Second, over recent years, family offices have grown through mergers and acquisitions, many forming multi family offices in the process. These larger entities, each with their complement of professional fund managers on board, are better equipped at
making investment decisions – as well as navigating the maze of regulation and taxes governing cross-border and large-scale investments.
“It takes quite a sophisticated investor to decide to allocate capital between different sectors,” one infrastructure fund manager said. Thirdly, over recent years, the infrastructure finance sector has become recognised as an important asset class – and therefore more attractive to investors seeking a relatively safe haven for their capital.
“Infrastructure has become more established as an asset class,” one fund manager said. “It is no longer just an interesting experiment, rather it is becoming a more standard building block of a portfolio.” One fund manager echoed this view, saying its investors now view infrastructure as “more forward thinking and cutting edge” than it had been deemed to be in the past.
The current economic climate is also providing further incentive for high net worth individuals to invest – and for their own capital to be tapped by fund managers. One reason often cited is that such investors are increasingly dissatisfied with investing in fixed income in the current low interest rate environment and are looking for new places to deploy their capital.
“Infrastructure provides opportunities for diversification in a low interest rate environment,” one infrastructure fund manager said. The more private equity nature of current infrastructure investing is also helping to attract capital from the ultra wealthy.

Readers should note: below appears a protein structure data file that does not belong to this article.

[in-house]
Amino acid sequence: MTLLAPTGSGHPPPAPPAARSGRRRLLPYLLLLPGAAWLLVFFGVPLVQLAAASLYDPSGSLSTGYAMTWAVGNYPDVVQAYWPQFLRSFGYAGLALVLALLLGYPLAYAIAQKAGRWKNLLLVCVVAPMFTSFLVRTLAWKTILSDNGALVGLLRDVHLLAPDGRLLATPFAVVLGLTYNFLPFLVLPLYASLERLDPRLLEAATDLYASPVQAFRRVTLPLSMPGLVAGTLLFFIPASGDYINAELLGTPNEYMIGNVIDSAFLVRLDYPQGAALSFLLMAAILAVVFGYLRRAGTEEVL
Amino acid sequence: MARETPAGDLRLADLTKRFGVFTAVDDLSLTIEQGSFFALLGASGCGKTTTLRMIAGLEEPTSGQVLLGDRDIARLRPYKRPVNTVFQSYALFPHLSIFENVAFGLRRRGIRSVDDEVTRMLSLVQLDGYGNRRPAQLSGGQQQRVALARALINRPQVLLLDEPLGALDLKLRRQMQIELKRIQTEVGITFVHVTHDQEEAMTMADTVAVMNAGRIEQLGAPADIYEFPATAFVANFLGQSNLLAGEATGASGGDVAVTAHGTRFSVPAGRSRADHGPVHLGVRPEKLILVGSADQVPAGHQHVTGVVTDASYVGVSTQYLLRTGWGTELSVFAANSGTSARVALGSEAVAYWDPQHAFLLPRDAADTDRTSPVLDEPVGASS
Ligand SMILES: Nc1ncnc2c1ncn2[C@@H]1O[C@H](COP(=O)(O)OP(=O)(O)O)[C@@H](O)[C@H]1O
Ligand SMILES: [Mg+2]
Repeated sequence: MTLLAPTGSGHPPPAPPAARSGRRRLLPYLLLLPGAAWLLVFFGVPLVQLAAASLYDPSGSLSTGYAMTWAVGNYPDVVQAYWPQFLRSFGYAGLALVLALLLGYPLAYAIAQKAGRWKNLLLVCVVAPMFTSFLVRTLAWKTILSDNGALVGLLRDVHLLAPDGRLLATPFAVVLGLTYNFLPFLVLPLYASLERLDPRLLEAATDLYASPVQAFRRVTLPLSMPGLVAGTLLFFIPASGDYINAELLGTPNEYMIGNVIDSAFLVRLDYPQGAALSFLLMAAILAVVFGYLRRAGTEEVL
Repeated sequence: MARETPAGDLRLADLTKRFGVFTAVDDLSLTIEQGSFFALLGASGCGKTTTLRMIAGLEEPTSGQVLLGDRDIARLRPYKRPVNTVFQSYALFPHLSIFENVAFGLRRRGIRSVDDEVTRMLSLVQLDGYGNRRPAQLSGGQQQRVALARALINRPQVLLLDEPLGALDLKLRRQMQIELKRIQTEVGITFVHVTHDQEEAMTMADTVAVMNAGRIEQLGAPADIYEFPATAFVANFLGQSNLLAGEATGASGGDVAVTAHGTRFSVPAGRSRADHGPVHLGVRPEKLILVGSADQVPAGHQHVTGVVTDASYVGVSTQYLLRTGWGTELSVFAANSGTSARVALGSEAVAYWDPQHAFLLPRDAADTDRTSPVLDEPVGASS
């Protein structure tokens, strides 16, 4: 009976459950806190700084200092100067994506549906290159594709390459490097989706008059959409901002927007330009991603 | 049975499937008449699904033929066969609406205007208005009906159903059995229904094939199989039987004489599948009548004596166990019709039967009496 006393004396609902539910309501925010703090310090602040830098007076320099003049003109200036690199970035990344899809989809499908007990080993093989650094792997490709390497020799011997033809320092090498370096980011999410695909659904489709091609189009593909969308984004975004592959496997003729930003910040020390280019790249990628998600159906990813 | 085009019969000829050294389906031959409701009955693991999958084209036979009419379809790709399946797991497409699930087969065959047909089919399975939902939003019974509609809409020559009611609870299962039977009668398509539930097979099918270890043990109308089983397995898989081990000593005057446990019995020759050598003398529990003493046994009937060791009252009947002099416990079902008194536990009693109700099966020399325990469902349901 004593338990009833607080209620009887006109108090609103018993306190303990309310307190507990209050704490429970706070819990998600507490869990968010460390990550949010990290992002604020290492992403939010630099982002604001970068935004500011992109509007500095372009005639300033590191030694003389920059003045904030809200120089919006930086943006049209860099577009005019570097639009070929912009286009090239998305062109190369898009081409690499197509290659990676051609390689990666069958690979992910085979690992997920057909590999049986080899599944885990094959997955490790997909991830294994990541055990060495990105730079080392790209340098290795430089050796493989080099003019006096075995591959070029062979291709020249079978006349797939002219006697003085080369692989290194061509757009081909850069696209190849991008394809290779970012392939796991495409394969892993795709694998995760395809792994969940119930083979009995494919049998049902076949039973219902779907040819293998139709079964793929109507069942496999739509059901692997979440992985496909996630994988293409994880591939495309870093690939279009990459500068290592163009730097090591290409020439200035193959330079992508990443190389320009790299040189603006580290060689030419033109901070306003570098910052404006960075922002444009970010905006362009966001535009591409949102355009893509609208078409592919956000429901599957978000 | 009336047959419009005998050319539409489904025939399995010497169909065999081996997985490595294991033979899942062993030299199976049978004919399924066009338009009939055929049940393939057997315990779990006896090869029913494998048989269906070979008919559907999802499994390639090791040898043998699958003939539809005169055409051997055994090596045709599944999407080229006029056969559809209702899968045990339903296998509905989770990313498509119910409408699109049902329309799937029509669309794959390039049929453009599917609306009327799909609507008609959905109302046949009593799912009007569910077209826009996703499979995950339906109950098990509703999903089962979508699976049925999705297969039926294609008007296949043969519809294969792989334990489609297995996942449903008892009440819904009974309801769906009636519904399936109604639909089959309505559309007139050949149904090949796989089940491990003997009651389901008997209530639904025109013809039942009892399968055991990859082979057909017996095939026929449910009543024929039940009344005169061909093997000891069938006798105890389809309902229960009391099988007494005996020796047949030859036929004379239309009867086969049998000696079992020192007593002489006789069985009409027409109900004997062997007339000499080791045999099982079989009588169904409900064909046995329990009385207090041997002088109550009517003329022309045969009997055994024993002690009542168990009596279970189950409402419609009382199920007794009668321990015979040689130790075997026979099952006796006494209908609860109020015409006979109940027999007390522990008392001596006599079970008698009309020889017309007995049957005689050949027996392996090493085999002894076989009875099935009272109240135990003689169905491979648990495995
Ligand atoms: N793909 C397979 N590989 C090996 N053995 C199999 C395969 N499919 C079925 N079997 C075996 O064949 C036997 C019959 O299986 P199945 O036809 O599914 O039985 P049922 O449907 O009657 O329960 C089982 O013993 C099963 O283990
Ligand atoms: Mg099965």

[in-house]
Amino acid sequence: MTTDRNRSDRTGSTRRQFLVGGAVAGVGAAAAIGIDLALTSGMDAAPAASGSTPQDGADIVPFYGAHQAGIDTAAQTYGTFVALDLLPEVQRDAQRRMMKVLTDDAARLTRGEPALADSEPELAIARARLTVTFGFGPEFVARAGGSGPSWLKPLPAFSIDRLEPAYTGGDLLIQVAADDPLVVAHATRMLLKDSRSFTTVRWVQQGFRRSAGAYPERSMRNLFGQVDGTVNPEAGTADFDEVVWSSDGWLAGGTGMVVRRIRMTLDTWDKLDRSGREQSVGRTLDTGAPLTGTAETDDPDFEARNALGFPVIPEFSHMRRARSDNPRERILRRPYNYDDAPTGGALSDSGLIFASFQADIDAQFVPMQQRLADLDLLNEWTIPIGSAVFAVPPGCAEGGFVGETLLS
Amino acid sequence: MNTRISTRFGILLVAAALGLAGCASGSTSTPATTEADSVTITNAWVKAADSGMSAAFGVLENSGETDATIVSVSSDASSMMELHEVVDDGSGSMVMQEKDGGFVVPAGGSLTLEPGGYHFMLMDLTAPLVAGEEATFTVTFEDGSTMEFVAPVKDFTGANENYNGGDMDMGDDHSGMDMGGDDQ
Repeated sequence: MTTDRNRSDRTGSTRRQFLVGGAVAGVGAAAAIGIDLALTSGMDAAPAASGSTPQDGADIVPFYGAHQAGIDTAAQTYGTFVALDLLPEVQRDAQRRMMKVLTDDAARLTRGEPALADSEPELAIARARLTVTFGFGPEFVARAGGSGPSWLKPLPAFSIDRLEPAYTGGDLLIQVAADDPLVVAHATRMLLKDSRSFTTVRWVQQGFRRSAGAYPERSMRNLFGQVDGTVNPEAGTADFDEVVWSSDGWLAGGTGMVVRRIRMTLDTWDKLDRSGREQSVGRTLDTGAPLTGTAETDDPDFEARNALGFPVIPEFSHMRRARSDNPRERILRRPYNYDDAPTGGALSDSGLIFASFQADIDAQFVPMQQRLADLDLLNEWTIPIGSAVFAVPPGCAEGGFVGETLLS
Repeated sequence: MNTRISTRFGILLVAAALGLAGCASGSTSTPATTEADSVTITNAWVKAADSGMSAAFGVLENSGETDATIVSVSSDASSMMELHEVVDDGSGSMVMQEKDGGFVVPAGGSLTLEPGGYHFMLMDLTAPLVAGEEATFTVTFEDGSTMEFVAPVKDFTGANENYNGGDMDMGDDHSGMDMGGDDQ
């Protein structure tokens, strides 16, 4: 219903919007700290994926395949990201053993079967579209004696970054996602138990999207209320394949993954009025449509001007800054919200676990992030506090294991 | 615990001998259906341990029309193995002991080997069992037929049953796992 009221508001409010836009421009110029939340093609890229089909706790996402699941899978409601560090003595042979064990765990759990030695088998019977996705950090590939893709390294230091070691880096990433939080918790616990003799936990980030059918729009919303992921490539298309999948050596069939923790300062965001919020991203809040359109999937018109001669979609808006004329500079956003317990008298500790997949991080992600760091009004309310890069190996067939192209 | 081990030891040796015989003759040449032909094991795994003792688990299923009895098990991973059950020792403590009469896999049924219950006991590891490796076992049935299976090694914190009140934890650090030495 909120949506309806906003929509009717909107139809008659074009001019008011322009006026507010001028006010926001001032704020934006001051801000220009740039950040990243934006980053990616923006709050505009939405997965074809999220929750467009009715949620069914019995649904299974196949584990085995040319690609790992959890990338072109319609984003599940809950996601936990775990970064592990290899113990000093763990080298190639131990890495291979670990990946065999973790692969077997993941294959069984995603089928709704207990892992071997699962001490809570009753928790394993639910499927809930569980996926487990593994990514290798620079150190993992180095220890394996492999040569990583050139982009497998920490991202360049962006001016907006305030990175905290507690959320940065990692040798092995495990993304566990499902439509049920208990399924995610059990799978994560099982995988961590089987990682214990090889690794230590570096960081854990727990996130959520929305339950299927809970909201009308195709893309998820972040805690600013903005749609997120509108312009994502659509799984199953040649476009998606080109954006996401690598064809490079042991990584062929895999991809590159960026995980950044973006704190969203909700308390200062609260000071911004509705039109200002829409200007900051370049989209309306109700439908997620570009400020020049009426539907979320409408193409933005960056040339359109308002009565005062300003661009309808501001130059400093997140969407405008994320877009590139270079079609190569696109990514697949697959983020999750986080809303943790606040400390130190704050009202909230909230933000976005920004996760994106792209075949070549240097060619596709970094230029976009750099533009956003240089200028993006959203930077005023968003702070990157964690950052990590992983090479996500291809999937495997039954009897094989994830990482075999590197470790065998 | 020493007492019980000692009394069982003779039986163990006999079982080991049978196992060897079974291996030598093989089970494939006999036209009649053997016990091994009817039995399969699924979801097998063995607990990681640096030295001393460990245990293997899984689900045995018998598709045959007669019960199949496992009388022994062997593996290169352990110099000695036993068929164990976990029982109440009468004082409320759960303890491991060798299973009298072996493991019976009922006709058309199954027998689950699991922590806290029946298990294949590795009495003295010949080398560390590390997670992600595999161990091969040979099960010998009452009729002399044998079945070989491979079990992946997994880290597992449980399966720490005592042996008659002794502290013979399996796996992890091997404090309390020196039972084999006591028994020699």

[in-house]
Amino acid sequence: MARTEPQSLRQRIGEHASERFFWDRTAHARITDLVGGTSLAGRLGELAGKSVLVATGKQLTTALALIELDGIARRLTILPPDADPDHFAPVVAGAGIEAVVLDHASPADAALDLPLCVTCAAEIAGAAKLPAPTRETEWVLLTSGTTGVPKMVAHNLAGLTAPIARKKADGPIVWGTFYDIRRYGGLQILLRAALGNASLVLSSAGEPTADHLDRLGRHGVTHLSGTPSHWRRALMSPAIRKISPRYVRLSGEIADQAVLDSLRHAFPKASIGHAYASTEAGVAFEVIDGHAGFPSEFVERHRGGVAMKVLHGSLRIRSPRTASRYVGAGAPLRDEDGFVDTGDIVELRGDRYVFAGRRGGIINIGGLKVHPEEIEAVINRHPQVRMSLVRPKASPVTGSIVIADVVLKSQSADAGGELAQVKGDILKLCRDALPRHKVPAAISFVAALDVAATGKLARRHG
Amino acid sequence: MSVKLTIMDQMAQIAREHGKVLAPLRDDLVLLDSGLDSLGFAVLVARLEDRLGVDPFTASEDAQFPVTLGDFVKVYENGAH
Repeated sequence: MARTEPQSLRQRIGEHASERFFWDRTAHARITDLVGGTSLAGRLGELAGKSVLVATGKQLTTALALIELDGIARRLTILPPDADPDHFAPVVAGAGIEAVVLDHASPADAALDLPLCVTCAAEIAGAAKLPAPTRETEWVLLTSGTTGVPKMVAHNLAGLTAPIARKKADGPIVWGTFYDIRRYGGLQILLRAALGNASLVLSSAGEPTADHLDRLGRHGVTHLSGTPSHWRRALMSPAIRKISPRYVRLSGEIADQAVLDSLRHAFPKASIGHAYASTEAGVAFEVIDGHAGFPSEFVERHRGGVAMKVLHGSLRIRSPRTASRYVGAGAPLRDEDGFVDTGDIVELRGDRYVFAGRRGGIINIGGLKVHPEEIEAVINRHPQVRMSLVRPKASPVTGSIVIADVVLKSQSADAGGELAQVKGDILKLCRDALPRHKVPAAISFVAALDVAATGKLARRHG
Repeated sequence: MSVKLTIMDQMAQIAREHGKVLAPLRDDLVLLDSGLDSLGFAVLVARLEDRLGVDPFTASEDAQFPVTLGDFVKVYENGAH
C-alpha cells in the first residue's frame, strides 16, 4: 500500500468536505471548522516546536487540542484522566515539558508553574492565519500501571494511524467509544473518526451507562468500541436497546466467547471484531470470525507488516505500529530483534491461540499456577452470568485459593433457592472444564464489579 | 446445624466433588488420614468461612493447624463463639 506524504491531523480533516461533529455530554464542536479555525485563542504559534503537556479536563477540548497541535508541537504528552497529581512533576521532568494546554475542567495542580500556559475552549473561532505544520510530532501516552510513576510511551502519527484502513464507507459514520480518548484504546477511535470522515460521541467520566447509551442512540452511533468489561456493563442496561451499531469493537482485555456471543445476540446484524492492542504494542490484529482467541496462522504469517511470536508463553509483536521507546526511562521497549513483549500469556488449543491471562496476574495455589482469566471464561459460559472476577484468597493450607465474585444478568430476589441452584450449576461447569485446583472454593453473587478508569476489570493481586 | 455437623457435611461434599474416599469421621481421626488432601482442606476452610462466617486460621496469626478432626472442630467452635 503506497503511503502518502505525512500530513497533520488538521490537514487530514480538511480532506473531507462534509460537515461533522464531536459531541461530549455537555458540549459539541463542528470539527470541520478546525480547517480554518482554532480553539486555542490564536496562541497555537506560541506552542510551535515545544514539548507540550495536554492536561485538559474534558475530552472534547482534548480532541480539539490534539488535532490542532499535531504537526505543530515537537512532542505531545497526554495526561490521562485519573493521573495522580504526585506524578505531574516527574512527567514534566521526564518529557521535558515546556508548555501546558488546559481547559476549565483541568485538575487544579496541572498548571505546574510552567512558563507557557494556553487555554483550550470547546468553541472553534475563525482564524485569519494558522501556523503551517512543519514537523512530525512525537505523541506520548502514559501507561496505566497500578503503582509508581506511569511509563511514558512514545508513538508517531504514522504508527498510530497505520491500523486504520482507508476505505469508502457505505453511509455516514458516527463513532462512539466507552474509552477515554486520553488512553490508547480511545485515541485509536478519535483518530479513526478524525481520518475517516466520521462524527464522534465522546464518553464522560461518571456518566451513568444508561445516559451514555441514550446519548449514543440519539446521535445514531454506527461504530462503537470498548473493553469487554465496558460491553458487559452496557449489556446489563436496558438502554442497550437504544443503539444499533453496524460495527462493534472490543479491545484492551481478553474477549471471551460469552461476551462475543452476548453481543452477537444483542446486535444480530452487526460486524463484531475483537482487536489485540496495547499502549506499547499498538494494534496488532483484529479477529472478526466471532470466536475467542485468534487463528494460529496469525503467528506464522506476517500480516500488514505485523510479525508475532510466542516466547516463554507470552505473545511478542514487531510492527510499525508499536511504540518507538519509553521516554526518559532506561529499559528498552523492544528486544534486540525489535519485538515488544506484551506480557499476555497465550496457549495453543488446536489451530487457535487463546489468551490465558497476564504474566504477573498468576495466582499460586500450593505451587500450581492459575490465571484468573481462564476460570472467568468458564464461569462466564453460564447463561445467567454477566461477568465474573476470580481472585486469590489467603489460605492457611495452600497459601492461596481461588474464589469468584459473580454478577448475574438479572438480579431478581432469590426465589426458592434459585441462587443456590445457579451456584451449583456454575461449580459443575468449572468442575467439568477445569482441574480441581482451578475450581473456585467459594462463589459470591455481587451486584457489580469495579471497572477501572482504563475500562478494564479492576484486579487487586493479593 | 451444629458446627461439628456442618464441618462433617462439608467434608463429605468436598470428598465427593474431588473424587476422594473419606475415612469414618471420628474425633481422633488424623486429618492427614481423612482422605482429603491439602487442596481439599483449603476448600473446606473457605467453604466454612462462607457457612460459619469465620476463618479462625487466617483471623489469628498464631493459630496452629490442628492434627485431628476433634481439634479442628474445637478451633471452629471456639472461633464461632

Evidence of such a shift lies in recent private equity style deals such as 3i Infrastructure and AMP Capital’s acquisition of Esvagt, an emergency vessels business, and Antin’s purchase of Amedes Group, a medical diagnostics business. Some family offices may regard such deals as little different to a transaction by a private equity fund. The private equity style returns of 15% from such infrastructure deals are also attractive to family offices.
“Family offices are an attractive source of capital for more niche, higher-returning strategies generally on the cusp of the division between PE and infrastructure,” one fundraising adviser said. Also, an infrastructure finance specialist said between 20% and 30% of family offices “have a private equity approach to infrastructure, only considering strategies that can deliver at least a 15%+ IRR over a shorter-term hold”.
In addition, one director at a European family office said he was attracted to the private equity style “value added” strategy of some infrastructure funds. Such strategies, he said, involve fund managers acquiring assets relatively cheaply, enhancing them through capital investment and operational savings, and then selling them for a significant premium. Infrastructure managers have themselves used this strategy. Another attractive quality of infrastructure for some family offices is the proliferation of debt funds in the sector over recent months. These funds offer a similar risk profile and level of yield to infrastructure equity funds – but at the same time have shorter maturities, one family office source said.
But infrastructure will not be for every member of the ultra wealthy class. Funnelling millions of pounds into the sector can be extremely expensive. Doing so involves at least two layers of fees – the first to the private bank and then to the infrastructure fund manager. This is on top of the third layer which goes to the wealthy individual’s family office.